At San Diego's Sewage in Your Face! Web site, kids can send their friends  electronic cards with fun facts about wastewater and sewers. Photo: San  Diego MWWD
At San Diego's Sewage in Your Face! Web site, kids can send their friends electronic cards with fun facts about wastewater and sewers. Photo: San Diego MWWD

Kids are fascinated by gross things; they also dig learning how stuff works. Combining the two, San Diego created an ingenious program to teach youngsters all about the gross and groovy world of sewers.

The city's Metropolitan Waste-water Department (MWWD) launched the Web-based Sewage in Your Face! program in February 2005 to help teachers explain what happens to the water that's flushed out of their houses every day.

“We'd get calls from teachers who wanted to tour our wastewater treatment plant but didn't have any way of getting there,” says Heather Lade, MWWD's senior public information officer. After brainstorming, Lade, graphics designer Ruben Camerino, and graphics intern Matt Olsen created a Virtual Science Classroom that lets kids explore a sewer's inner workings—without getting their Keds dirty.

Sewage in Your Face! ( is a fun, silly, crude tour of the city's sewers. It engages pint-size visitors with games, videos, and sewage-themed recipes (see below). Kids can listen to sewage sounds, take a virtual tour of the Point Loma Wastewater Treatment Plant, or send icky electronic postcards to their pals. The Ain't So Stinky Sewer Games section has a crossword puzzle that kids solve using “dirty” words. Teachers also can treat their students to a real-world tour or at-school presentation, during which they learn the importance of keeping oil, grease, and other undesirables out of the mix. These lessons, Lade believes, reach far beyond the classroom.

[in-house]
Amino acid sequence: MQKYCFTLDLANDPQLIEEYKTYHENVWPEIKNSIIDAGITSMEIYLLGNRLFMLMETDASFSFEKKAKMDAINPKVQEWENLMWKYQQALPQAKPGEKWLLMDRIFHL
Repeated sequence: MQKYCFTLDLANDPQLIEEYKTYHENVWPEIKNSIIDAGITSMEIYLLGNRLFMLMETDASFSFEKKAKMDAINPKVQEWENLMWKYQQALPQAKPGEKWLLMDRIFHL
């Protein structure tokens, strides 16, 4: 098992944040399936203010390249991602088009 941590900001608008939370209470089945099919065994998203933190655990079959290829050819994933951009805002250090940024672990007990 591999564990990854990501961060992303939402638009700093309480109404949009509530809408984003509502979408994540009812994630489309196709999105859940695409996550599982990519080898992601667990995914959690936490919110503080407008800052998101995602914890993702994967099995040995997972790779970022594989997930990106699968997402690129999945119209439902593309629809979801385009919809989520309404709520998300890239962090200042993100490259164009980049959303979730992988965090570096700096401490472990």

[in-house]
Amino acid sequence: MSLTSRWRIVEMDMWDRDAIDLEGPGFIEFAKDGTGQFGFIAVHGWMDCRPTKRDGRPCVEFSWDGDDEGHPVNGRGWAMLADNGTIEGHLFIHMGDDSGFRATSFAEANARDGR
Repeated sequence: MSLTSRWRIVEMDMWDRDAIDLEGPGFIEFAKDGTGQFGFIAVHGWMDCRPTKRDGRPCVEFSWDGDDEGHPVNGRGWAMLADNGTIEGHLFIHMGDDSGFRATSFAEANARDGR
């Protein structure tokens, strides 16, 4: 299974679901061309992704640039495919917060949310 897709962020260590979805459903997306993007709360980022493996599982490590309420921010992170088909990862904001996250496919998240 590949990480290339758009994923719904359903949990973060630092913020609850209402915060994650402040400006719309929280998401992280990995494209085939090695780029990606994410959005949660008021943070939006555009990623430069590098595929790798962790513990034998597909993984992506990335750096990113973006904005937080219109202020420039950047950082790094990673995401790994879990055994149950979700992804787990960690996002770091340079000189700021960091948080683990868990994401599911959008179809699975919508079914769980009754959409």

“If you educate a child, very often you educate the parents,” she says.

The MMWD gets the word out by e-mailing elementary and middle-school science teachers. So far, response has been wildly positive. After watching a step-by-step, no-holds-barred look at sewage treatment in the interactive video “Adventures in Waste-water: The Treatment of #2,” young San Diegan Ryan Yoder said, “I want to go down the sewer again!”

Yucky, huh? And that's exactly the point.

Sludge cakes


8-ounce package cream cheese, softened

½ cup chocolate syrup

? cup cocoa powder

1 package chocolate sandwich cookies

Non-stick cooking spray


Lightly grease a muffin pan with non-stick cooking spray. Place the chocolate sandwich cookies inside a gallon-size resealable bag, then use the backside of a spoon to smash the cookies into small chunks. Pour the crushed cookies into a large bowl and use your clean hands to crumble them into a dirt-like texture. In another large bowl, beat the cream cheese and cocoa powder until light and fluffy, then stir in the chocolate syrup. Gradually add the cookies to the cream-cheese mixture and fold together until all cookie pieces are coated. Firmly pack the muffin tins to the rim with the cookie mixture. Turn the pan over and shake gently to remove the sludge cakes. Serves 12.

Editors'/bakers' note: These sludge cakes were shared at our offices. All of them were gone within the hour.